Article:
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From Products Liability Law Daily, July 27, 2015

Fiat Chrysler agrees to pay $105 million penalty and buy back cars to settle MVSA violation allegations

By Pamela C. Maloney, J.D.

Acknowledging that it violated the Motor Vehicle Safety Act’s requirements to repair vehicles with safety defects, Fiat Chrysler Automobiles (FCA) agreed to pay a civil penalty of $105 million, which represents the largest penalty ever imposed by the National Highway Traffic Safety Administration (NHTSA). FCA also agreed to buy back some defective vehicles and to submit to rigorous federal oversight. Under the terms of the agreement, within 60 days of the Consent Order’s execution, FCA must make a lump-sum payment of $70 million (which equals the record $70 million civil penalty NHTSA imposed on Honda in January [see Products Liability Law Daily’s January 8, 2015 analysis]. In addition, FCA must spend at least $20 million on meeting the performance requirements included in the Consent Order. Finally, another $15 million could come due if an independent monitor, which is required under the terms of the Consent Order, discovers additional violations of the Safety Act or the Consent Order (In re FCA US LLC, July 24, 2015).

Background. In announcing the consent order, U.S. Transportation Secretary Anthony Foxx explained that the enforcement action came after a July 2 public hearing at which NHTSA officials outlined problems with Fiat Chrysler’s execution of 23 vehicle safety recalls covering more than 11 million defective vehicles [see Products Liability Law Daily’s July 2, 2015 analysis]. The Consent Order resolves an Audit Inquiry opened by NHTSA’s Office of Defect Investigations in October 2014 to evaluate the timeliness and efficiency of two Chrysler recalls, including the manufacturer’s oversight and management of its parts division Mopar [see Products Liability Law Daily’s October 28, 2014 analysis).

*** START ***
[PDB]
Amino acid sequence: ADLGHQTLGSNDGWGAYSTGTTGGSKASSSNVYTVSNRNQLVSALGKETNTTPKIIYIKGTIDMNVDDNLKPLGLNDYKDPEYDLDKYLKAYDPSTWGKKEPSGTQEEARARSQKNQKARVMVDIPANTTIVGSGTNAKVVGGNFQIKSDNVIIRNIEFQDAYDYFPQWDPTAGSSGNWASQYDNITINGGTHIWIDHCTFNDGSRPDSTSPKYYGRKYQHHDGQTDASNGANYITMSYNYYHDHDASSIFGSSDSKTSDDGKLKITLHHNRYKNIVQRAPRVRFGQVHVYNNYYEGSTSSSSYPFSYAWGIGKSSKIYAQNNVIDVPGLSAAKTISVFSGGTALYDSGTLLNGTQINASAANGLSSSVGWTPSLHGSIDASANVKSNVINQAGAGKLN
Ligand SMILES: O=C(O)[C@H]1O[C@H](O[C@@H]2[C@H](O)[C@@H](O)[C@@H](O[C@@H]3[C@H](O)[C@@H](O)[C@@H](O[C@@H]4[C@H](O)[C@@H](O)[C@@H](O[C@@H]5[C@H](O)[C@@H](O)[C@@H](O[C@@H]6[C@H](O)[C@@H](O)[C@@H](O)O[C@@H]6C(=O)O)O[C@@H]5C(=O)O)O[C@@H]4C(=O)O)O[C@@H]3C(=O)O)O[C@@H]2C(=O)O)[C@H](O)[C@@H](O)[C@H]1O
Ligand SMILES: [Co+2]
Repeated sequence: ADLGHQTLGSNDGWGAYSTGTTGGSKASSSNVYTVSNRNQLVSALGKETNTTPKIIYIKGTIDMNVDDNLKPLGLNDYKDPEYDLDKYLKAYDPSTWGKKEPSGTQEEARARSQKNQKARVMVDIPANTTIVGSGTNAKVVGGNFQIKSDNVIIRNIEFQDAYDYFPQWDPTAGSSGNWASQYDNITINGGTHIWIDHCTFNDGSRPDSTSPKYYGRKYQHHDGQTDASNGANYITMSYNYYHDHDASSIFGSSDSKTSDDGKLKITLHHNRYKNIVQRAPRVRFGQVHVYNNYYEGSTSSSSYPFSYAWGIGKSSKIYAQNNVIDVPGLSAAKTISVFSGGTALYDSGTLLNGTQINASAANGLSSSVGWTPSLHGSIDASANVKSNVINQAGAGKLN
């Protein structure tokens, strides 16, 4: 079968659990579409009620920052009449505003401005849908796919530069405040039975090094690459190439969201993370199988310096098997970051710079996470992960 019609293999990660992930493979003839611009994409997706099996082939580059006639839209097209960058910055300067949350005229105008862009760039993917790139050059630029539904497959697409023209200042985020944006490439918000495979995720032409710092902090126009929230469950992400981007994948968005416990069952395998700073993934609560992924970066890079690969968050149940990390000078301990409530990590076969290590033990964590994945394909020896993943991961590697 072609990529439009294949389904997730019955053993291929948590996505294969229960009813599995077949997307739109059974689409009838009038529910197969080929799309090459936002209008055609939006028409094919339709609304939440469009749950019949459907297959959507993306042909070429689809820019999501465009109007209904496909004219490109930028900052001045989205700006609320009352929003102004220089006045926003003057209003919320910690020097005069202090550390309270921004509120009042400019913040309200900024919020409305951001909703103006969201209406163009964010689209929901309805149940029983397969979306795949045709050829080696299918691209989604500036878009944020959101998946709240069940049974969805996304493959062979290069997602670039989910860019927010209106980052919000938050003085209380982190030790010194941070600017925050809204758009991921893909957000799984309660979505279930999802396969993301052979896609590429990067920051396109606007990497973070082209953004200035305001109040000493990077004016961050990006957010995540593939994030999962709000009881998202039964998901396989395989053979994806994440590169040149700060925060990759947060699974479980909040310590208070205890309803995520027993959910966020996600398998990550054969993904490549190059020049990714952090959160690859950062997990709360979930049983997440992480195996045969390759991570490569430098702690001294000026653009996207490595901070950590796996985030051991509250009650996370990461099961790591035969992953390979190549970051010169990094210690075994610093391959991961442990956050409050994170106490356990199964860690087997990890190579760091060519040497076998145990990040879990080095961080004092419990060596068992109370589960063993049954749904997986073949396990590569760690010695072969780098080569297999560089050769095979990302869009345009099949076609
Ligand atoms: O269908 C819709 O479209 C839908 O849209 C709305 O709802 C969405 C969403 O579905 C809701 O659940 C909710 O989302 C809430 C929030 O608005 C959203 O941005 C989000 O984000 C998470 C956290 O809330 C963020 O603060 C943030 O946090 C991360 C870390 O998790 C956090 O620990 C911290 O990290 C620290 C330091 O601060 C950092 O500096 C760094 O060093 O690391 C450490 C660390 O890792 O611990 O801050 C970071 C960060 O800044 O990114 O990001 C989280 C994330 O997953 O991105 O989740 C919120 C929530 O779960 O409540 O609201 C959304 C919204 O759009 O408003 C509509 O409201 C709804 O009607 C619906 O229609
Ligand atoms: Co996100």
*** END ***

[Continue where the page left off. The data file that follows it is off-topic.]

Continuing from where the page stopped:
Allegations against FCA. In addition to alleging that FCA failed to remedy defective vehicles in a timely manner, NHTSA’s staff charged the automaker with issuing untimely owner notifications and with failing to provide copies of owner and dealer notifications to NHTSA in a timely manner. According to the allegations listed in the consent order, FCA also failed to provide timely, accurate, and complete notice to NHTSA about vehicle defects and recalls as required by federal law. Fiat Chrysler admitted to violating the Safety Act in all three of these areas.

Repurchase agreement. In addition to the civil penalty payment, FCA also agreed to institute a repurchase program for vehicles covered by recalls 13V038, 13V527, and 13V529. Specifically, FCA will take the following actions to get defective vehicles off the roads or repaired: (1) eligible owners of more than half a million vehicles with defective suspension parts that could cause the vehicle to lose control will have the opportunity to sell their vehicles back to Fiat Chrysler; and (2) eligible owners of more than a million Jeeps that are prone to deadly fires will have the chance either to trade their vehicles at an amount above market value or the owners can choose to receive a financial incentive to get their vehicle remedied. FCA will notify vehicle owners eligible for buybacks and other financial incentives that these new options are available.

Independent monitor. FCA also agreed to unprecedented oversight for the next three years, which includes hiring an independent monitor approved by NHTSA to assess, track and report the company’s recall performance. The Consent Order also sets out details regarding payment of the deferred amount of the penalty in the event the independent monitor or NHTSA determine that FCA has violated the Safety Act or the terms of the Consent Order.

Additional performance obligations. Finally, FCA agreed to execute a number of performance obligations designed to mitigate the risks of harm and to promote safety by, among other things, improving the company’s processes and procedures for complying with reporting requirements; making safety-related defect determinations, reporting defects to NHTSA, notifying dealers, owners, and purchasers of defects and non-compliances, and improving the pace and effectiveness of its recall campaigns. FCA must develop a Best Practices plan that contains written procedures on these performance allegations and must allocate worktime for employee training on these best practices.

Companies: FCA US LLC

MainStory: TopStory MotorVehiclesNews

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